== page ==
Monday, May 7, 2018

Charge for Online Trustworthiness

Researchers at Brandon University, University of Alberta, and Conestoga College began with curiosity about differences in retail price spreads. Specifically, why do prices for comparable items usually differ more among ecommerce than among brick-and-mortar (B&M) channels? It would seem that because of the greater ease of price comparisons online, there would be less dispersion. But from three months of data collection, the researchers verified greater price spread for the ecommerce vendors on product categories such as batteries, flash drives, toys, espresso makers, vacuum cleaners, and TVs.
     The data collection also provided two explanations: First, because there are more online than offline sites available to the shopper, there are simply more opportunities for different mixes of prices, quality, and services. Second, consumers pay more attention to the reputation of the retailer when purchasing online than when purchasing at a shop. Ecommerce is considered to be riskier, principally because of the increased chances of consumer fraud and data security breaches. Retailers differ in a perceived reputation for trustworthiness. This opens opportunities to reputable ecommerce retailers who can charge because of their online trustworthiness.
     Such trustworthiness is enhanced when an ecommerce retailer has a B&M presence. Researchers from Florida State University, Saint Mary’s College of California, York University, and Lieberman Research Worldwide have shown how differences between ecommerce sales with or without a B&M partner are especially high for unknown retailers. Sales are higher even when the B&M store is physically distant from the shopper rather than across town. If consumers know you have an actual store, not just a virtual one, they trust you more.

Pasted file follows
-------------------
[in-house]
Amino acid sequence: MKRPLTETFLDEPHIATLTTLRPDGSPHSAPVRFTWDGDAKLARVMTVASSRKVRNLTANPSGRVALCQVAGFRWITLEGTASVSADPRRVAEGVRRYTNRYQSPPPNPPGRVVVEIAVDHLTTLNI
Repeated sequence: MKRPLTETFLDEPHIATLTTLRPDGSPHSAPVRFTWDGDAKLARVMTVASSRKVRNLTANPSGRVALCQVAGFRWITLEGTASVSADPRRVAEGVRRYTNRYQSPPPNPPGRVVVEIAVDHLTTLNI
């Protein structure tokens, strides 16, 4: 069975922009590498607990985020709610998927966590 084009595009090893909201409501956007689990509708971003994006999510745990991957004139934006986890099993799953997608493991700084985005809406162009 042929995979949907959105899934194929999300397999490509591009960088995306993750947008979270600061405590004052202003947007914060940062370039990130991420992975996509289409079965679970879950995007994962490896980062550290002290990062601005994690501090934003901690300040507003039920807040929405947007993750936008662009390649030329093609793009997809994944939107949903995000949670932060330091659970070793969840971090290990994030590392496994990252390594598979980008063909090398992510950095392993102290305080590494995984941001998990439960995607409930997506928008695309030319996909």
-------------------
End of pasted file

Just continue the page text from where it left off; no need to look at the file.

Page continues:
Although your earned trustworthiness enables you to set higher prices, remember how sales increase with promotional discounts. But do you maintain the same everyday pricing and same special pricing in both the online and offline channels?
     Researchers at Katholieke Universiteit Leuven analyzed retail situations in which a promotional discount was offered in one of the channels, but not the other. As common sense predicts, shoppers who were aware of the difference in pricing moved their purchases away from the channel which maintained the regular price and toward the one offering the discount.
     What these research findings did add to our common sense notions was the finding that the cross-channel cannibalization effect was stronger when the discount was online. Internet specials ate away at storefront sales revenues more than storefront specials ate away at internet sales revenues.

For your success: Retailer’s Edge: Boost Profits Using Shopper Psychology

Click below for more: 
Show Online What’s in Store
Explain Channel Pricing Differences

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